Does putting pricing on your website help or hurt creative freelancers when it comes to getting new design clients? Find out the pros and cons to help you decide if you should put pricing on your website.
- Episode 30: Avoid These 12 Mistakes When Pricing Your Design Work
- Episode 46: 6 Reasons Freelance Designers Should Screen Prospective Clients
- Design Mentoring
Like many designers, you may be wondering: should you put pricing on your website? Will it help you get new clients? Will it prevent you from getting more clients?
I’ll dive into the pros and cons of putting pricing on your website and go into 11 things to consider when deciding whether or not to put pricing on your website.
6 Reasons to Put Prices on Your Website
Let’s start with the benefits and how having pricing on your website helps you.
1. Screening Prospects
The first reason is screening prospects. Putting prices on your website can help eliminate tire kickers who are only price shopping. This helps you because you don’t waste time in the sales process on potential clients who can’t afford you or don’t put that much value in your services.
If you wouldn’t get out of bed for less than $5,000 for a logo design and someone expects to pay $100, you don’t want to spend time trying to convince them your service is worth that. Their expectations or budget and your fees are really far apart. Plus, you shouldn’t have to convince anyone to hire you.
Prospects who are price shopping are often looking for the next deal. They’re not usually in it for a long-term relationship. Once they find a designer who’ll do it cheaper, they’ll leave.
You don’t want to win work because you’re the cheapest designer on the block. No one wins the race to the bottom.
Not only that, but keep in mind that it costs more to acquire a new client than it does to get more work from an existing one. So do you want someone who sees the value or just the price?
So it saves you time and frustration.
2. Trust Building
That leads me to reason number 2—transparency and trust. You will be seen as more open and transparent. They might feel like you won’t try and just charge whatever you can get away with once you learn more about them and their budget.
Putting pricing on your website can help position you in the marketplace, how you’re perceived.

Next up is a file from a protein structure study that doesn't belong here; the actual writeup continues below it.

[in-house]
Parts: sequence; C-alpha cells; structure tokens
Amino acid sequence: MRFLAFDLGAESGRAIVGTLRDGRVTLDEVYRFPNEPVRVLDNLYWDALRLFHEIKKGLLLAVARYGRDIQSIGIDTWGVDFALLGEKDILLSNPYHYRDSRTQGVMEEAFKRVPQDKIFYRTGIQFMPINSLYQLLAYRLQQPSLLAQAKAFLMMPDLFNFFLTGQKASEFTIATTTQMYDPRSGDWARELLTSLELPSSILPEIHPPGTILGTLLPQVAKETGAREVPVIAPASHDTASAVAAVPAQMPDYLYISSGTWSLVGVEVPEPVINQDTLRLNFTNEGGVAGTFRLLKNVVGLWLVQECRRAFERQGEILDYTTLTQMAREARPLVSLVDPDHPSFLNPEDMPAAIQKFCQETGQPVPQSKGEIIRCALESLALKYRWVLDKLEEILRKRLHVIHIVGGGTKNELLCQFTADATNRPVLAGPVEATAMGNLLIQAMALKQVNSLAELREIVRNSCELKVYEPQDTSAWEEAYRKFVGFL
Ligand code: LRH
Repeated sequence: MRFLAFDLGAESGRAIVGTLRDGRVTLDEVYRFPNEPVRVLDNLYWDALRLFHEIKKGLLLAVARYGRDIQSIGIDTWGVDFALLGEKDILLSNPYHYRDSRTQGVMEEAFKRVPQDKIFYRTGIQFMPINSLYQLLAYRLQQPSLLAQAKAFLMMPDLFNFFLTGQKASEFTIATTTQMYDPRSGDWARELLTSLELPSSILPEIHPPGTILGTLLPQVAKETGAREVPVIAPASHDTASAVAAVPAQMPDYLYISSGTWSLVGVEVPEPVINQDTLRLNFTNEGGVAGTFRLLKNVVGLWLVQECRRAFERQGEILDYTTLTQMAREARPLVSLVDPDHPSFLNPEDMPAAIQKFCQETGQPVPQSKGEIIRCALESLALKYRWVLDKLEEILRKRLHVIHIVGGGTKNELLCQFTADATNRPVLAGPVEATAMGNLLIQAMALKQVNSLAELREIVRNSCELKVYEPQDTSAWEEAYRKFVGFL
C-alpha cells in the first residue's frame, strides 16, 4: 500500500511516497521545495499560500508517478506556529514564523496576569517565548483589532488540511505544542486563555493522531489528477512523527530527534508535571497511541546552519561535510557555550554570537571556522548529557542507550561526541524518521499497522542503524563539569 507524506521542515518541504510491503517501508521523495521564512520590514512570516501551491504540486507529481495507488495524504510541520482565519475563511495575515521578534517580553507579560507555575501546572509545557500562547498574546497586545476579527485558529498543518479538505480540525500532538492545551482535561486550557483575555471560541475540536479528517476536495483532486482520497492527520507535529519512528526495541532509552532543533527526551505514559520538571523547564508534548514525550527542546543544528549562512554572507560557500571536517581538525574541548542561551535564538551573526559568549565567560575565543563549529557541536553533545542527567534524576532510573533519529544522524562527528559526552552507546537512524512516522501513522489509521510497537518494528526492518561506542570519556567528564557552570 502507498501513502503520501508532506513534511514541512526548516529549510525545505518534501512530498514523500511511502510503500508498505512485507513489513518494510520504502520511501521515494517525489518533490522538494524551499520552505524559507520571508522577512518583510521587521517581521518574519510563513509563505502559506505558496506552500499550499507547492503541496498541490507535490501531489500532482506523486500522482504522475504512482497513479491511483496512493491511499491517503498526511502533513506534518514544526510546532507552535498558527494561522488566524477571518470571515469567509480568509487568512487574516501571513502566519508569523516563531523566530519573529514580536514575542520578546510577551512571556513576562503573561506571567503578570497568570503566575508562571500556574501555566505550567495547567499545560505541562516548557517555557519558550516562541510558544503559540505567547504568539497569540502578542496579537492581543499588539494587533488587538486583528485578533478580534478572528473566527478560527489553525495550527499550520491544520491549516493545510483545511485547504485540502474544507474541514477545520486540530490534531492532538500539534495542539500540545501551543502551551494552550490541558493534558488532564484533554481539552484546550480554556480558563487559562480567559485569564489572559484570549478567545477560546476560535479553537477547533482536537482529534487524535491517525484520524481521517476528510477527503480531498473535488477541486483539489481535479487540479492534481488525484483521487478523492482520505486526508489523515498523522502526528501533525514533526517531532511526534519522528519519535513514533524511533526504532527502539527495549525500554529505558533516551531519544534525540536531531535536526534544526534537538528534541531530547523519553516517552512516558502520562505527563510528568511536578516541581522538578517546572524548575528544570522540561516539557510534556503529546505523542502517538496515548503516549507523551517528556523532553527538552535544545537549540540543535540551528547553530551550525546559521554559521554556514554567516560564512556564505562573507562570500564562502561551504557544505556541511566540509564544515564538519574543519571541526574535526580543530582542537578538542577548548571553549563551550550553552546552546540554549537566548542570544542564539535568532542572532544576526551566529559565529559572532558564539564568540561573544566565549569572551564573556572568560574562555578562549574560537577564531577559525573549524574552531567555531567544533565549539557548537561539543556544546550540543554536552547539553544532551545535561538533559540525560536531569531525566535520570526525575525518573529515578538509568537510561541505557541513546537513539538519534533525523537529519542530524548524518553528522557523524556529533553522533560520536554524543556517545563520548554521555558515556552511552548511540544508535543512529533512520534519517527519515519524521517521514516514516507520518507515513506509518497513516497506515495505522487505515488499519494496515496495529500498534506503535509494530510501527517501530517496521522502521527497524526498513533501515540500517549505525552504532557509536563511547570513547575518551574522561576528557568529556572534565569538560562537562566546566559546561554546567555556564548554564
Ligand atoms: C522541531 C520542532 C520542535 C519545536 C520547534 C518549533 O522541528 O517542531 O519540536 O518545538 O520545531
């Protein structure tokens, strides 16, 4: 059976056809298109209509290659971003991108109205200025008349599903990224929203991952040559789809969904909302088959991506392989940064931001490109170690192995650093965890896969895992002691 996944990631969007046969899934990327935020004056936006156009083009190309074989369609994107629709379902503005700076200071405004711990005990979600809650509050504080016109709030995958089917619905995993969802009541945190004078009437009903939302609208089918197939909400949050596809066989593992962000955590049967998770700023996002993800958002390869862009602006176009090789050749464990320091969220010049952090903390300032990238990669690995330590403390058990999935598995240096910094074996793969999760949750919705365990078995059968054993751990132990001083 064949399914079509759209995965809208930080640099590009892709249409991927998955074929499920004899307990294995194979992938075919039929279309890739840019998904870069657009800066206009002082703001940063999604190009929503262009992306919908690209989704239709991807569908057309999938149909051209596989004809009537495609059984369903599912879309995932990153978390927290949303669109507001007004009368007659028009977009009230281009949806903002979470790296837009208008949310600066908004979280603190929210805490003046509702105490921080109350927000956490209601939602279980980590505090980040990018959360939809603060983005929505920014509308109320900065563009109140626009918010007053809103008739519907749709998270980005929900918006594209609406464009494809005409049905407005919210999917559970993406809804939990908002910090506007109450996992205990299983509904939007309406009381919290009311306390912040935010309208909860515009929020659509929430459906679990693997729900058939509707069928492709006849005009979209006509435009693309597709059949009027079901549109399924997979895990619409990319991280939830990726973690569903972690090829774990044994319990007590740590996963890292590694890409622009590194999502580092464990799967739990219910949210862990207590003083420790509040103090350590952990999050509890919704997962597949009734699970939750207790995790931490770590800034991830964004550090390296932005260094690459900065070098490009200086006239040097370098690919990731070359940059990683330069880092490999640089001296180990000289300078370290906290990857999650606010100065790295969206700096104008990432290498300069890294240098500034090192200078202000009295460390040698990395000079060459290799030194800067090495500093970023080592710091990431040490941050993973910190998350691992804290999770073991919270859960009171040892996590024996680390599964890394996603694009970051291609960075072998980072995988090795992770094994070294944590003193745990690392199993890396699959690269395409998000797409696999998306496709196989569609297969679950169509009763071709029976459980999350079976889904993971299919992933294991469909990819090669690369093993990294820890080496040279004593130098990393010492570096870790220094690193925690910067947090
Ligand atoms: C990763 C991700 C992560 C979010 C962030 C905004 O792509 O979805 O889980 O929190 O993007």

If you want to be seen as the McDonald’s of design services, there’s nothing wrong with that—as long as you’re profitable. Lower pricing would align with that positioning.
If you have years of experience in a certain niche or industry and have results to show for it, having higher pricing could be part of your marketing strategy to set you apart from other designers who don’t specialize in a certain area. Think of it like doctors who are general practitioners versus specialists. People are usually willing to pay more for the specialist and they expect to pay more for the specialist.
4. Setting Expectations
When you put your pricing out there, you’re setting expectations. So if you’re uncomfortable talking about money, like most creatives are, this makes the money talk easier.
It helps eliminate sticker shock. If they’ve already seen your pricing and they get in touch, that tells you they’re probably OK with your pricing.
But this not only helps you. It helps prospects too. It gives them an expectation of cost. It tells them how much they can expect to pay to work with you.
If no pricing is shown, they may assume that they cannot afford to work with you.
Let’s get into some other ways putting pricing on your website helps prospects.
Budgeting is another way. Sometimes potential clients are in the research stage and not ready to hire. So they’re planning ahead. They are looking to see what they might need to budget for in the future when they do decide to move forward.
They may or may not have a realistic expectation of what they want will cost. They might think something will cost $500, but after they do some research, realize it will cost them $5,000 for the quality they want and the features they need.